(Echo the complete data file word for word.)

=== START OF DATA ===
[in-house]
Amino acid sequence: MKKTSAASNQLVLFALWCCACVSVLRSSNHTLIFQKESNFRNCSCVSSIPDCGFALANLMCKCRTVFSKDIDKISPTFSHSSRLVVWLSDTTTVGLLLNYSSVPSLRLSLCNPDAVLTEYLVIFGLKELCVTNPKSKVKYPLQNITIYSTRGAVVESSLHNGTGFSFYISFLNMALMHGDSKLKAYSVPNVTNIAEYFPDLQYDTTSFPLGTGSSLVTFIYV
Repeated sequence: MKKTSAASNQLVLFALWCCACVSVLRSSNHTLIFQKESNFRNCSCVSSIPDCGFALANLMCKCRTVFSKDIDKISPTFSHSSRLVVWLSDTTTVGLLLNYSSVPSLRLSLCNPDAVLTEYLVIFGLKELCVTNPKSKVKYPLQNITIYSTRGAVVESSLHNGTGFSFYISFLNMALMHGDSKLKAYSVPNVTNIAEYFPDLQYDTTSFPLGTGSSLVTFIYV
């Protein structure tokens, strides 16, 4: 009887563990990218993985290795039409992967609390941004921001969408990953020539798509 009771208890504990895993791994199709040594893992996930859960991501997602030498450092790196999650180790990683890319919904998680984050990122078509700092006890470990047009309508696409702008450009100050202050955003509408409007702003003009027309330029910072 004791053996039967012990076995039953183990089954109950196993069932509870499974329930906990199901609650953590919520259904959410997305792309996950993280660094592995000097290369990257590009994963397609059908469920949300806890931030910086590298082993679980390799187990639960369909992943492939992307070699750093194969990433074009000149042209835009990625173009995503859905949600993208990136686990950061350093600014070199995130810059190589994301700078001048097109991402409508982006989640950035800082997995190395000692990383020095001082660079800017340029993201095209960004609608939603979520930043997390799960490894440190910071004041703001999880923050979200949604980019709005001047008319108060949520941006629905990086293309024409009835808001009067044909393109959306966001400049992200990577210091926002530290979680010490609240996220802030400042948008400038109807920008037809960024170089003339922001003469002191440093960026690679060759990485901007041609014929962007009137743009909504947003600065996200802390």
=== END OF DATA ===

[in-house]
Amino acid sequence: MKKTSAASNQLVLFALWCCACVSVLRSSNHTLIFQKESNFRNCSCVSSIPDCGFALANLMCKCRTVFSKDIDKISPTFSHSSRLVVWLSDTTTVGLLLNYSSVPSLRLSLCNPDAVLTEYLVIFGLKELCVTNPKSKVKYPLQNITIYSTRGAVVESSLHNGTGFSFYISFLNMALMHGDSKLKAYSVPNVTNIAEYFPDLQYDTTSFPLGTGSSLVTFIYV
Repeated sequence: MKKTSAASNQLVLFALWCCACVSVLRSSNHTLIFQKESNFRNCSCVSSIPDCGFALANLMCKCRTVFSKDIDKISPTFSHSSRLVVWLSDTTTVGLLLNYSSVPSLRLSLCNPDAVLTEYLVIFGLKELCVTNPKSKVKYPLQNITIYSTRGAVVESSLHNGTGFSFYISFLNMALMHGDSKLKAYSVPNVTNIAEYFPDLQYDTTSFPLGTGSSLVTFIYV
């Protein structure tokens, strides 16, 4: 009887563990990218993985290795039409992967609390941004921001969408990953020539798509 009771208890504990895993791994199709040594893992996930859960991501997602030498450092790196999650180790990683890319919904998680984050990122078509700092006890470990047009309508696409702008450009100050202050955003509408409007702003003009027309330029910072 004791053996039967012990076995039953183990089954109950196993069932509870499974329930906990199901609650953590919520259904959410997305792309996950993280660094592995000097290369990257590009994963397609059908469920949300806890931030910086590298082993679980390799187990639960369909992943492939992307070699750093194969990433074009000149042209835009990625173009995503859905949600993208990136686990950061350093600014070199995130810059190589994301700078001048097109991402409508982006989640950035800082997995190395000692990383020095001082660079800017340029993201095209960004609608939603979520930043997390799960490894440190910071004041703001999880923050979200949604980019709005001047008319108060949520941006629905990086293309024409009835808001009067044909393109959306966001400049992200990577210091926002530290979680010490609240996220802030400042948008400038109807920008037809960024170089003339922001003469002191440093960026690679060759990485901007041609014929962007009137743009909504947003600065996200802390």